Narrative Elements

Mirrors Page 34

Generally, the composition of the environment around your characters is completely up to the Storyteller. No matter how badly you need a handy pond or swimming pool to hide from the baying hell-hounds chasing you, if the Storyteller doesn’t allow such occurrences, then it’s lights-out. This option gives players a measure of control over the environment, in a purely narrative fashion. The system works as follows: a player describes to the Storyteller what sort of narrative element he would like to find. Maybe he needs a gas station around the next xorner to replace a busted tire or it would be nice if the small town you’re trapped in happened to have a silversmith. As long as the proposed narrative element doesn’t have a direct mechanical benefit (that is, it doesn’t give bonuses to dice rolls), almost anything is fair game. (Oh, and it helps if it’s within the realms of possibility. A character in the desert whose player spends a Willpower point and asks to find a spacecraft or glacier is asking too much.) Once the player has described the narrative element, the Storyteller tells him if it’s possible and how many Willpower points it will cost.

Cooperative World-Building

The idea of using Willpower to fuel narrative elements goes outside the usual structure for spending Willpower, but it can add a new dimension to gameplay. It allows a cooperative sort of world building between Storyteller and player, based on a finite resource. True, this option represents a more “metagame” type approach to play, but not to the extent that it breaks immersion. Here’s a small chart to give Storytellers an idea of how much Willpower a given narrative element should cost, based on rarity.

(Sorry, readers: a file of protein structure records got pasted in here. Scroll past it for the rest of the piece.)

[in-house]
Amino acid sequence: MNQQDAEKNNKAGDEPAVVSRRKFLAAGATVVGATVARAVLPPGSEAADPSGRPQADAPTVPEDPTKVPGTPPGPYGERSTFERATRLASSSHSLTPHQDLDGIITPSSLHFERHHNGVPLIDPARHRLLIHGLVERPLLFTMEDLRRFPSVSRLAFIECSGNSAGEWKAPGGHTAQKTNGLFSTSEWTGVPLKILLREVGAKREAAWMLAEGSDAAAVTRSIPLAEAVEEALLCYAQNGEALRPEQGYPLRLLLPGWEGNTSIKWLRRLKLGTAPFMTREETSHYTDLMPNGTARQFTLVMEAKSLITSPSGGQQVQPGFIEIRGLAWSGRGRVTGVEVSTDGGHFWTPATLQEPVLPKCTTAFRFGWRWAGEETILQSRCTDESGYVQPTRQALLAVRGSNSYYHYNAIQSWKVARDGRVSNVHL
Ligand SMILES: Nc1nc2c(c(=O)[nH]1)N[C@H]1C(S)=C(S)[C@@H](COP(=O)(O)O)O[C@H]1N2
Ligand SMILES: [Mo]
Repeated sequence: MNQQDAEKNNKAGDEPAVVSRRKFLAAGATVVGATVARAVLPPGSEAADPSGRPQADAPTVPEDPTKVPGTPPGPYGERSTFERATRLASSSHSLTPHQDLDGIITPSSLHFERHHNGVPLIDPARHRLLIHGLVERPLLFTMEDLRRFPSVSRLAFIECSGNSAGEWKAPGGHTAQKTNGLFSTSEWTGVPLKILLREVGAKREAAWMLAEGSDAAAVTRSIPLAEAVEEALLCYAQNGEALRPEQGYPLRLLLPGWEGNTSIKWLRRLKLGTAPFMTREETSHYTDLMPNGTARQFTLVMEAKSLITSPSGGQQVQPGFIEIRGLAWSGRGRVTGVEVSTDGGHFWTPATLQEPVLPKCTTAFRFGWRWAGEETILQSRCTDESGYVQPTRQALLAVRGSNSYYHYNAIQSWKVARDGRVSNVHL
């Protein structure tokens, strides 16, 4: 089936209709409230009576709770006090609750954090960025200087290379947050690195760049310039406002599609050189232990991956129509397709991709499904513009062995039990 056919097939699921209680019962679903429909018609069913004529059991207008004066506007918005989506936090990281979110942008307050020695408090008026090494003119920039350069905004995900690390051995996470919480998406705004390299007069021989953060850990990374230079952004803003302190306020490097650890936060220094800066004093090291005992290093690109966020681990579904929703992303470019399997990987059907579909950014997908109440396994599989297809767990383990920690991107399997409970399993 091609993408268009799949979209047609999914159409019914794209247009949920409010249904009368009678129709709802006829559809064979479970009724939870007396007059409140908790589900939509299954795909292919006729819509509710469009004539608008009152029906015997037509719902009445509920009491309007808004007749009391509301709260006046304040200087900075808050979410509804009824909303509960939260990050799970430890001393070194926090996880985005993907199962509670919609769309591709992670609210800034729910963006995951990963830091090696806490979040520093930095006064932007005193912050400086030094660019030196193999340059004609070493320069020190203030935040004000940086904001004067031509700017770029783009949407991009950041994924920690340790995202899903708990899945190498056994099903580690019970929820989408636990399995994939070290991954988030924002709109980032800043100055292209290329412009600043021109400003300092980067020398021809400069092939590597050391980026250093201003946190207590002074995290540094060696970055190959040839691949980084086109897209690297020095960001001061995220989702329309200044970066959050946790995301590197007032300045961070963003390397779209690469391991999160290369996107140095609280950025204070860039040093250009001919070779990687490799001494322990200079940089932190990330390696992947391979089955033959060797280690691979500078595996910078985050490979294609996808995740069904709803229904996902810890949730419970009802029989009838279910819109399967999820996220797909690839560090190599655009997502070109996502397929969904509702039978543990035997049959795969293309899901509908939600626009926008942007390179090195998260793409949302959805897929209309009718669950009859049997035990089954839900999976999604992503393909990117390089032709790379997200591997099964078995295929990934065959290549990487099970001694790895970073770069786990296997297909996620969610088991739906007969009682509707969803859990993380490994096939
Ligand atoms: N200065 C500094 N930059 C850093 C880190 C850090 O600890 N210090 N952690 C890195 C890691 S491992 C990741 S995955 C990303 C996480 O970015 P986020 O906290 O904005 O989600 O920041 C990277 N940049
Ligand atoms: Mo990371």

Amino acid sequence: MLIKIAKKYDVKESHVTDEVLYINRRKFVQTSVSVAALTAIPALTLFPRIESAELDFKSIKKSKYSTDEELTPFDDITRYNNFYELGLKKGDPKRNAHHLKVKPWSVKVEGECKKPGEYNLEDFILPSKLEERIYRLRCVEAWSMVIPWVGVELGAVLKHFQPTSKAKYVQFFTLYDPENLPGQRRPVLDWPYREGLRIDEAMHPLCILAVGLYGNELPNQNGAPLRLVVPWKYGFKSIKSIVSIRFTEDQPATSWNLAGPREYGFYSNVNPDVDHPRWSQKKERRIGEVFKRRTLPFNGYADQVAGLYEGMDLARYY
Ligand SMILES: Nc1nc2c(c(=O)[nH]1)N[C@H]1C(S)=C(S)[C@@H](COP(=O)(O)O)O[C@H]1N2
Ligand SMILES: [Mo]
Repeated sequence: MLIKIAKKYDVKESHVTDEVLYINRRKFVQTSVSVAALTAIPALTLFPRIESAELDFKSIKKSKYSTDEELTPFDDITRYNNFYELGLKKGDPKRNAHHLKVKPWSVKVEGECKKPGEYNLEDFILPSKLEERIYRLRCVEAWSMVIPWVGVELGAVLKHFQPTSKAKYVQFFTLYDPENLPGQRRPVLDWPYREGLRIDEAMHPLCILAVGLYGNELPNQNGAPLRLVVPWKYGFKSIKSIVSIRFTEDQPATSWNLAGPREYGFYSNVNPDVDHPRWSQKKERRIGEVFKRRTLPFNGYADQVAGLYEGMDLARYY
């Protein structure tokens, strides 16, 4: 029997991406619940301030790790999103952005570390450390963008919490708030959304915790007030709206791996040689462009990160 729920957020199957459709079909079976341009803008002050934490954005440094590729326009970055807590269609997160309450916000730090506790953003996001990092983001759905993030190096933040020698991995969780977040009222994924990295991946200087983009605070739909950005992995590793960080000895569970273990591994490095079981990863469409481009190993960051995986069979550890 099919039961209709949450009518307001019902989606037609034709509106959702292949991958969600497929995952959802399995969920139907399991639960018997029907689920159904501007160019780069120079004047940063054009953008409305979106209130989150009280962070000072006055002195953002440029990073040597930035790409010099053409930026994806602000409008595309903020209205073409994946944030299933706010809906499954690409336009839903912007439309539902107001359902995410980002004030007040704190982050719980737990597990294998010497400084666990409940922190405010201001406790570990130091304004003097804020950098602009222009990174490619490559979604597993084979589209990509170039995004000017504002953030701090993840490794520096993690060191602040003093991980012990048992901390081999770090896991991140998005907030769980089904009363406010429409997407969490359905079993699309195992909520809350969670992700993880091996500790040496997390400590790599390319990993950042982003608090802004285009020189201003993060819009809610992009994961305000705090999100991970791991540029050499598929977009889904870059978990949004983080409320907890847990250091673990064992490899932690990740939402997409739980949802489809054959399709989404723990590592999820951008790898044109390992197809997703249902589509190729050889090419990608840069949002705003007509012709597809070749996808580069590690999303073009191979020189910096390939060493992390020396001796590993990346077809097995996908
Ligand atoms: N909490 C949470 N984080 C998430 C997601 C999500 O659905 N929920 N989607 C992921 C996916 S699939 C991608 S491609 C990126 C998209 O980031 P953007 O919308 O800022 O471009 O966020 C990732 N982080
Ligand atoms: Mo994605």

Willpower Cost Rarity
1 Common, easy to find elements, such as a gas station or fast-food restaurant, a specific type of topography in keeping with the area, makeshift weaponry
2 Specific services, like a church or wedding planner (you never know), an unusual topographical feature for the area (oasis in the desert), some manner of escape from unpleasant situations (a secret door, loose bar in the jailhouse window)
3 Dear God, how did that get there? Finding a gun under the sofa, a doctor that picks up bloody hitchhikers, or various other deus ex machina

Narrative Elements

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